Merger Rumors Send 24/7 Shares Up Sharply

Will they or won’t they? The markets thinks they may, sending shares of 24/7 Media Inc.up sharply after reports that it is in negotiations to be acquired by rival ad network DoubleClick Inc.

Shares of 24/7 closed Friday up 6 7/8 to 47 3/8 in trading of 3.2 million shares, five times its three-month daily average. DoubleClick itself rose 4 3/4 to 136 5/8.

In July, DoubleClick Chairman Kevin J. O’Connor said the company is seeking to buy more Internet advertising companies to expand ad sales that are now on more than 1,300 Web sites. 24/7 would add about 150 Web sites to broaden DoubleClick’s customer base.

“Together, they would be that much more powerful,” Dana Serman, an analyst with Lazard Freres & Co., told Bloomberg News. “24/7 has established its own relationships with publishers, which would be important for DoubleClick to have on its own.”

The companies themselves have declined to comment. The news was first reported by the online newsletter Silicon Alley Reporter, which said the deal might be valued at $1.5 billion.

It makes sense in many ways, especially in the wake of the recent buying spree by Internet holding company CMGI Inc., which already owns the Adsmart network and profiling firm Engage Technologies. CMGI is acquiring ad network

Flycast Communications, ad server company AdForce and AdKnowledge.

Still, should one believe everything one reads? Not according to an insider at 24/7, who sent IAR an email saying: “Rumors about 24/7 and Double Click have been around for months. We’re jaded on them. Considering that I saw and spoke to the brass this week and last week, I have a hard time believing they’re in some hotel smoking cigars with DoubleClick.”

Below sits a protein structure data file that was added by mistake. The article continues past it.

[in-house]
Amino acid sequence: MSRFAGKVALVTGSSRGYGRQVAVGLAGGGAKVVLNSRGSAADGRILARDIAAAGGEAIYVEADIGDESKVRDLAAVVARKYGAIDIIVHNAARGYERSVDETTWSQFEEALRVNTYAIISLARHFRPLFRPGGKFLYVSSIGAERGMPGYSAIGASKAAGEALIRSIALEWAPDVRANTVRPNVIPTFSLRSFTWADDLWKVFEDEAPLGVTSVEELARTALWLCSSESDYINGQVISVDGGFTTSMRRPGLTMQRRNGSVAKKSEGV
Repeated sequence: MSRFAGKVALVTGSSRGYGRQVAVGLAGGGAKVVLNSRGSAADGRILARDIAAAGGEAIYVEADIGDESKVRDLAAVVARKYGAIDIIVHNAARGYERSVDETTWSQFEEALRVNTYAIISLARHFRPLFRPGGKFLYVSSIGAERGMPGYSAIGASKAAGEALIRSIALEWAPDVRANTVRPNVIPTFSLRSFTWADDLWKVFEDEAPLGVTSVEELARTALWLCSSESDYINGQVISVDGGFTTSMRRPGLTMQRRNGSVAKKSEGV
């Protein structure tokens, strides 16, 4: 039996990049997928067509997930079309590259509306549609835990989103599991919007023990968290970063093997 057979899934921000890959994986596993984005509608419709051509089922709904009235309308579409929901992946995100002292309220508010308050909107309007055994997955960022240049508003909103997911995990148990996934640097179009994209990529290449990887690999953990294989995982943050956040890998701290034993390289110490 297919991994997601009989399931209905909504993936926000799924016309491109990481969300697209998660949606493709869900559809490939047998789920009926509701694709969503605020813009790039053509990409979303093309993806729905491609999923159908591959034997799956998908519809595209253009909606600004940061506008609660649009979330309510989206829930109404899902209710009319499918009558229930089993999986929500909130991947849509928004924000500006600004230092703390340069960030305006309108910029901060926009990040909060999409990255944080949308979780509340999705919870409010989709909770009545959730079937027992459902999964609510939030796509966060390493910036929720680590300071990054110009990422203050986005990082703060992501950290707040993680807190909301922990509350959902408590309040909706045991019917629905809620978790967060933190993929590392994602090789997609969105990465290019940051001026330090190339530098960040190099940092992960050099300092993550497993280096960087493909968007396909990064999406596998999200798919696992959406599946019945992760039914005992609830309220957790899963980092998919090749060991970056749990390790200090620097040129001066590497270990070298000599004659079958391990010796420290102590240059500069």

The rumors have indeed been around; speculation among investors and analysts about a DoubleClick purchase began early this year, analyst Tara Long of C.E. Unterberg Towbin told Bloomberg..

DoubleClick had sales of $80.2 million last year, while 24/7 had $20 million in sales. In the second quarter of this year, DoubleClick had a loss from operations of $5.1 million, or 13 cents a share, while 24/7 had a net loss of $7.2 million, or 37 cents a share.

DoubleClick’s shares have risen tenfold this year, enabling it to use its shares as currency for acquisitions. Long said if there is no transaction, 24/7’s shares could return to the low 30s.

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